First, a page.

Dr Jason Tangen
Dr Jason Tangen
2 November 2012

The growth of online learning has led a University of Queensland lecturer to question if there is any truth in the statement, “if you can be replaced by a video then you probably should be.”

Dr Jason Tangen of UQ’s School of Psychology has refused to be overshadowed by this online environment and recently received a Faculty of Social and Behavioural Sciences Teaching Excellence Award for his innovative approach to student learning, which includes adopting the approach of ‘flipped learning’.

The launch of free course sites such as edX, Kahn Academy, Udacity, and Coursera, whereby some enrolments have exceeded 160,000 students from 209 countries, means the bar has been well and truly raised when it comes to online lectures.

Dr Tangen’s goal was to flip the focus from ‘teaching’ to ‘learning’ and offer an active learning experience even more engaging than the online lectures provided by the brightest minds.

“Students can now watch Nobel prize winners, top professors and researchers from well-resourced universities like Harvard and MIT deliver lectures for free on the same content that I have been teaching in my courses,” Dr Tangen said.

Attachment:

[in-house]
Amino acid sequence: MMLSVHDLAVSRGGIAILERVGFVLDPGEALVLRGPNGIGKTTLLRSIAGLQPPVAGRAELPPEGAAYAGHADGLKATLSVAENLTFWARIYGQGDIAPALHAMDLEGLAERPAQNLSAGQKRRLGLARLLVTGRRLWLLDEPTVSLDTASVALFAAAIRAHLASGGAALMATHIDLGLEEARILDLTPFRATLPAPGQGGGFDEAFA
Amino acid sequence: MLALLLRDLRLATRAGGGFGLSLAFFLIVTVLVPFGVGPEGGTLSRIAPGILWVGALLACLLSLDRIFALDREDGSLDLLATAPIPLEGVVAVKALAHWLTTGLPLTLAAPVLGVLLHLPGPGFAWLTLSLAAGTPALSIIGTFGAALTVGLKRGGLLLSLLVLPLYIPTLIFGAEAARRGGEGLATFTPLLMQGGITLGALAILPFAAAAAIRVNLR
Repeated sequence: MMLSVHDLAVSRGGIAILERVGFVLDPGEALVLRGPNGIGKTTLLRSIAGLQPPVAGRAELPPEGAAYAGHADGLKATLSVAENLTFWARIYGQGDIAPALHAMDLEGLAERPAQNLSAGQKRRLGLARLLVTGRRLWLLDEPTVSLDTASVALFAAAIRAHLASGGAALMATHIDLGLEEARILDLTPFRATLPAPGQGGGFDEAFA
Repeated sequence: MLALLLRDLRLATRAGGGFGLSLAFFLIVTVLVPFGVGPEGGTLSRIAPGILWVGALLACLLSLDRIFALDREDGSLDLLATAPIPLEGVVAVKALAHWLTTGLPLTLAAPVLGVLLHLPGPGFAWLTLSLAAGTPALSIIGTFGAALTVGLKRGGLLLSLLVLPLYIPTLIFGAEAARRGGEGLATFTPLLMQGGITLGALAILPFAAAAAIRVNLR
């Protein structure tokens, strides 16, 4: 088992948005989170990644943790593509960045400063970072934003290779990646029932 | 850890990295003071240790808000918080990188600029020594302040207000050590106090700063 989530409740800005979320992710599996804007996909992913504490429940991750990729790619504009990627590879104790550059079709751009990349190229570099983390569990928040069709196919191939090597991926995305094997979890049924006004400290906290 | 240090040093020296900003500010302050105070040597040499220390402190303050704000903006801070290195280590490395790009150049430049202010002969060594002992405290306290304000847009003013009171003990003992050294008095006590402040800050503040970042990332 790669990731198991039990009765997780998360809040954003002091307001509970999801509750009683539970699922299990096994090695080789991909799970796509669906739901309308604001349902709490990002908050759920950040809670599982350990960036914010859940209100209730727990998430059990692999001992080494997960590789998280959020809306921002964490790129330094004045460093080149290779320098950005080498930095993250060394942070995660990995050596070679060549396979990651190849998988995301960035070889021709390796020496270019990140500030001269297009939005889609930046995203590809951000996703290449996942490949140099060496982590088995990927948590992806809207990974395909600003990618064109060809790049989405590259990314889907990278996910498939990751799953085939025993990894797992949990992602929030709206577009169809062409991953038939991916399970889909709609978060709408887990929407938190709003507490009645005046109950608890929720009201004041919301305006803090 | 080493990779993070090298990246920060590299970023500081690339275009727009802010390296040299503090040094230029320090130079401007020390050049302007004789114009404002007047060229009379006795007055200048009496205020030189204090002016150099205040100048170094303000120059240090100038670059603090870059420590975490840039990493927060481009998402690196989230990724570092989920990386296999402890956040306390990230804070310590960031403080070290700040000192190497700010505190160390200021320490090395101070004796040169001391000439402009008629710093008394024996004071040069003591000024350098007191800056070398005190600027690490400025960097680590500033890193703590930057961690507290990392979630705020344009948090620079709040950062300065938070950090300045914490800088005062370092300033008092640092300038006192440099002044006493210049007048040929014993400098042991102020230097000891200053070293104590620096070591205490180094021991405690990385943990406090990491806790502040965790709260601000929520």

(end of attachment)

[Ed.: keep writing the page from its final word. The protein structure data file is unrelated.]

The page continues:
Dr Tangen adopted the flipped learning approach when developing a new course called The Science of Everyday Thinking, (PSYC2371) where he incorporates best practice in learning and education.

“The ‘flip’ comes from assigning my online lectures as homework, leaving class time for discussing the material, working through problems, designing experiments, testing dubious claims, learning to read newspapers and media reports, and challenging students to think analytically,” he said.

“Now the classroom has become an interactive and personal experience where we have the time to exchange ideas, debate issues, and I can provide immediate and thoughtful feedback.”

By flipping the focus of the course from information transfer to a learner-focused design of
interaction and experience, the responsibility for gathering information now rests squarely on the
shoulders of the students.

“Students work independently on the lecture content and readings at home where they have the time and flexibility to reflect and assimilate the material before coming to class,” he said.

“Instead of ‘teaching by telling’, I have created a set of conditions that inspire students to learn independently.”

This new form of learning also assists students who would usually require ‘special needs’ services to attend university classes, as they can make use of the online lectures as a regular classroom resource, providing much more flexibility than traditional lectures.

“Students at a higher level benefit also, by creating a learning opportunity that is less focused on recording the detail of the live lecture, and more focused on forming concepts and interactively engaging in the classroom,” he said.

Dr Tangen’s philosophy is that students are not going to be passionate about a topic if their teacher is not passionate about teaching it to them.

Media: Dr Jason Tangen, T: (07) 3365 6774, E: jtangen@psy.uq.edu.au or Kristen Bastian, Senior Marketing and Communications Officer, T: (07) 3346 9279, E: k.bastian@uq.edu.au